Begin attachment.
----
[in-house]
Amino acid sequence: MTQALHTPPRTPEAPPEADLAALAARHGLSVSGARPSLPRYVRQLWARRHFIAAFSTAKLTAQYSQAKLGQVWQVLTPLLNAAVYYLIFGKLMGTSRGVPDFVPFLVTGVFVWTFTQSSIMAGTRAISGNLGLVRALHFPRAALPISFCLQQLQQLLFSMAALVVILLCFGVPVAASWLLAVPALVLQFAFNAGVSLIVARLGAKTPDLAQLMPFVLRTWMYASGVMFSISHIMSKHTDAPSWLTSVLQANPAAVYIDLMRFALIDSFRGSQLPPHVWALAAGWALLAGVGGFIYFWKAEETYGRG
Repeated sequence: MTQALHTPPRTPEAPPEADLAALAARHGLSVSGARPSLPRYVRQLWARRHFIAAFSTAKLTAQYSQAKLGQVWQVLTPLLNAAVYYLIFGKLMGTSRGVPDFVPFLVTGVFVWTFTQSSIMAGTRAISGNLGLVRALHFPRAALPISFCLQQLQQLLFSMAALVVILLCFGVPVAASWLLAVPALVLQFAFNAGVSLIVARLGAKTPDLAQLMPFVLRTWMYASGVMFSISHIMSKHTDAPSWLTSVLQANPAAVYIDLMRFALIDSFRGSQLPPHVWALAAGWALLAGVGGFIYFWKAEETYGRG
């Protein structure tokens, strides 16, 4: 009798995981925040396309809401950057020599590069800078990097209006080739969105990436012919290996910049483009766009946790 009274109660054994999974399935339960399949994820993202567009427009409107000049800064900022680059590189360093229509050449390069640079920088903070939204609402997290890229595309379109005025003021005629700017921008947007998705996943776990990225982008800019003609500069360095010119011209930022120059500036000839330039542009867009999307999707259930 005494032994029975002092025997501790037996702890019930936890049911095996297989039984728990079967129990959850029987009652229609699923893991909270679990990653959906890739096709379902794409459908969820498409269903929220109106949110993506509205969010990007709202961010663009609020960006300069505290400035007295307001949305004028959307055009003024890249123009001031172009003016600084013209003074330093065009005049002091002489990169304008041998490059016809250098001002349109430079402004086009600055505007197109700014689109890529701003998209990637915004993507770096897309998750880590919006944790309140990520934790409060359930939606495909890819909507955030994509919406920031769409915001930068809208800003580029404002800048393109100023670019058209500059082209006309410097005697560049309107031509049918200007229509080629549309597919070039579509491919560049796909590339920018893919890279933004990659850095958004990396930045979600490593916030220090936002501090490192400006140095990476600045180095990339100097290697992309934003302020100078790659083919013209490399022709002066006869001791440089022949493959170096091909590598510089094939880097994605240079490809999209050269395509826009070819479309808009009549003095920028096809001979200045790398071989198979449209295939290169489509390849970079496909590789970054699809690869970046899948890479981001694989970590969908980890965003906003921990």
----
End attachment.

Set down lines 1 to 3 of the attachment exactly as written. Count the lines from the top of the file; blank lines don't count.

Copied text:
[in-house]
Amino acid sequence: MTQALHTPPRTPEAPPEADLAALAARHGLSVSGARPSLPRYVRQLWARRHFIAAFSTAKLTAQYSQAKLGQVWQVLTPLLNAAVYYLIFGKLMGTSRGVPDFVPFLVTGVFVWTFTQSSIMAGTRAISGNLGLVRALHFPRAALPISFCLQQLQQLLFSMAALVVILLCFGVPVAASWLLAVPALVLQFAFNAGVSLIVARLGAKTPDLAQLMPFVLRTWMYASGVMFSISHIMSKHTDAPSWLTSVLQANPAAVYIDLMRFALIDSFRGSQLPPHVWALAAGWALLAGVGGFIYFWKAEETYGRG
Repeated sequence: MTQALHTPPRTPEAPPEADLAALAARHGLSVSGARPSLPRYVRQLWARRHFIAAFSTAKLTAQYSQAKLGQVWQVLTPLLNAAVYYLIFGKLMGTSRGVPDFVPFLVTGVFVWTFTQSSIMAGTRAISGNLGLVRALHFPRAALPISFCLQQLQQLLFSMAALVVILLCFGVPVAASWLLAVPALVLQFAFNAGVSLIVARLGAKTPDLAQLMPFVLRTWMYASGVMFSISHIMSKHTDAPSWLTSVLQANPAAVYIDLMRFALIDSFRGSQLPPHVWALAAGWALLAGVGGFIYFWKAEETYGRG